FROM SMALL BEGINNINGS
WITH GRAND AMBITIONS
Without A Voice
B. Richard Collebrusco was born on April 5th, 1993, in Green Bay, Wisconsin.
Suffering from the onset of Childhood Apraxia, a disability where the brain cannot effectively communicate with the muscles that allow for speech, Collebrusco was always a sort of outcast amongst his peers. A victim of extreme bullying throughout his early years, the boy that would come to write ‘A Tale Beyond Return’ had found himself secluded from a normal life. While other children during recess would go and have fun on the playground, Collebrusco would always be sitting on a bench or a picnic table with a notebook in hand, drawing or writing – creating fantasy worlds or imagining battles being waged around him between knights, horsemen, and steady men-at-arms.
As Collebrusco grew through the years, he started to suffer depressive states from his social isolation. While he did have friends, he always felt they merely tolerated his presence more than welcoming him with open arms. And in these years, he suffered. Becoming ever the more separated from those around him, often losing himself in his own imagination, where he felt safest. All throughout Middle School and High School, and even a little while afterward, there were too few who could say they understood or really knew the boy who merely seemed to exist.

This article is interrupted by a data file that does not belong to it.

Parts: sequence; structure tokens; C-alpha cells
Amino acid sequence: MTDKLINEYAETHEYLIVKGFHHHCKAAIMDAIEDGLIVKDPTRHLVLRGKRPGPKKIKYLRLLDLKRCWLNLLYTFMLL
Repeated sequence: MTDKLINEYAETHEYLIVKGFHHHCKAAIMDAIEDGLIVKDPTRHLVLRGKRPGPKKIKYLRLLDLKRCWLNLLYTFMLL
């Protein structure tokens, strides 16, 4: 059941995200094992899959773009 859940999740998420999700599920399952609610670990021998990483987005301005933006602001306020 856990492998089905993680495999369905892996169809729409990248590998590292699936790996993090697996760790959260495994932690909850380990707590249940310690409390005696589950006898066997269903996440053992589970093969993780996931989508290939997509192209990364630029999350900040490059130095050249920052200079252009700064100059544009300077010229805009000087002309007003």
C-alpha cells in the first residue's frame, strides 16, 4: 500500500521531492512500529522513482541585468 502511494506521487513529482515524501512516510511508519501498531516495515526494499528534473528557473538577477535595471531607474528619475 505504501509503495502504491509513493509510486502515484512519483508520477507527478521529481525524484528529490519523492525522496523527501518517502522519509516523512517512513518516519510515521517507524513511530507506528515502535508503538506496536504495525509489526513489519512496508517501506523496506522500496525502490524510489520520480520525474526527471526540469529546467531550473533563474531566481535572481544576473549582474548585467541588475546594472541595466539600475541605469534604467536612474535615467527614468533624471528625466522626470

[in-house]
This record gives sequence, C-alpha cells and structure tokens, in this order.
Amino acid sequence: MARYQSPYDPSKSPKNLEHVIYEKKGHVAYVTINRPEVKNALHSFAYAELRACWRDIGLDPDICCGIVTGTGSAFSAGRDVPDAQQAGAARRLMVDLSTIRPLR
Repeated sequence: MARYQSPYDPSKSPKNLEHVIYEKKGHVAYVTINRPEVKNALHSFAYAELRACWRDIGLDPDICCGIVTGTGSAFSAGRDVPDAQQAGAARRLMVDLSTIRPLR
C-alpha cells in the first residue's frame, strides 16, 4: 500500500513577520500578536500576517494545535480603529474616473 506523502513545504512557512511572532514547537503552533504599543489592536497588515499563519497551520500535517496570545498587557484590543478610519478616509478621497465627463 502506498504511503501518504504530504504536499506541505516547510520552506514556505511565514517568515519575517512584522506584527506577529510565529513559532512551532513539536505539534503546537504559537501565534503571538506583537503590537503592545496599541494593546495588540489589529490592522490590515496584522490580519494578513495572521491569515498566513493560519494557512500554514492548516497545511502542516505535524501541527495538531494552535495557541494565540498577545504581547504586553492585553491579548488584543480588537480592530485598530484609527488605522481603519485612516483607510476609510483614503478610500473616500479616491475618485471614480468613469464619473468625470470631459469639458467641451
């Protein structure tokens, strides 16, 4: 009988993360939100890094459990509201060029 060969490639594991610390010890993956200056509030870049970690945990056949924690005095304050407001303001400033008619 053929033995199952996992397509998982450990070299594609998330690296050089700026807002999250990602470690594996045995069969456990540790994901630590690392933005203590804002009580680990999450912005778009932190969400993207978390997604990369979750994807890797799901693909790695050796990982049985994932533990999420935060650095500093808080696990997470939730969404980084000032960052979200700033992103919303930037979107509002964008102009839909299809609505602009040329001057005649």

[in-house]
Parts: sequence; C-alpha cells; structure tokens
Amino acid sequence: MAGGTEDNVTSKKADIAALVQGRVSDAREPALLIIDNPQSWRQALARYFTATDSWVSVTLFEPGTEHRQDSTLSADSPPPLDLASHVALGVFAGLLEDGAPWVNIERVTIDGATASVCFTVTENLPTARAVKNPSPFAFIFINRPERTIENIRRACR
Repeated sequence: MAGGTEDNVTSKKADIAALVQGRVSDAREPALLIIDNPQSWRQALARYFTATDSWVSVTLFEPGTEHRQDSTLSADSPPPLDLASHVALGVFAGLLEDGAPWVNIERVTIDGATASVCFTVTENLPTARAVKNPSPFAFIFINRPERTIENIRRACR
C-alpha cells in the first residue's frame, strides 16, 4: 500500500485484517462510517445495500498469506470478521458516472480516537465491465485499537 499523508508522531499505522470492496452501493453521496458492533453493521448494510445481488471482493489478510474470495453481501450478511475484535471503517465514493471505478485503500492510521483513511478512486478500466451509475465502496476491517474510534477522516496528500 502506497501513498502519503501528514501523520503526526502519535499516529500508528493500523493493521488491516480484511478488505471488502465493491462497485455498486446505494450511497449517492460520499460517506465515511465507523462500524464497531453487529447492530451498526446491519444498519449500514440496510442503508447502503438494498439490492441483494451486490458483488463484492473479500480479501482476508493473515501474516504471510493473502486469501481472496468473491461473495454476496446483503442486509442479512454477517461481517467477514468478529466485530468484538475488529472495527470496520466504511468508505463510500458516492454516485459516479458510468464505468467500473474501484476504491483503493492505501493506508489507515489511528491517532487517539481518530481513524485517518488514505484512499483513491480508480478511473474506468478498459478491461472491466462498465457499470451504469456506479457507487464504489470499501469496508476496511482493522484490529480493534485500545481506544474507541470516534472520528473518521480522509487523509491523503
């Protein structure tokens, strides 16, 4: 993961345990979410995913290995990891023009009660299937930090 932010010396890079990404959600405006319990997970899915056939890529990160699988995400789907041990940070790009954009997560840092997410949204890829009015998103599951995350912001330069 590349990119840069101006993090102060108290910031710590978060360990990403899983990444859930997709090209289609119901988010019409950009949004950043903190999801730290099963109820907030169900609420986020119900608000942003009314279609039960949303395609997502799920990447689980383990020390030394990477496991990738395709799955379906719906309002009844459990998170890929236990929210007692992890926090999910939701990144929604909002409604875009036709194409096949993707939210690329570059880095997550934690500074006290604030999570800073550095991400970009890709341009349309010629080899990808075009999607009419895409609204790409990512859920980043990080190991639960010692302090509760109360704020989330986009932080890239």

It was then he began to dive into the histories of the real world, the languages and cultures that filled it as he found a sort of fascination within such remarkable stories of old, particularly in the mythologies of the Celtic and Norse cultures. This was when he started the preliminary concepts of the world that would become his first book.
After leaving High School and spending a few years searching for his own path, trying to find an identity of his own, B. Richard Collebrusco adapted to his newfound surroundings, undertaking new challenges that he never thought himself capable of doing. He expanded his intellectual and academic capabilities, became more social, and found a manner of speaking that could distract others from recognizing the Apraxia that had been the source of so much pain throughout his life.
A small perspective of the world
"Often what matters most in life is what we leave behind. Our legacy to be remembered or forgotten."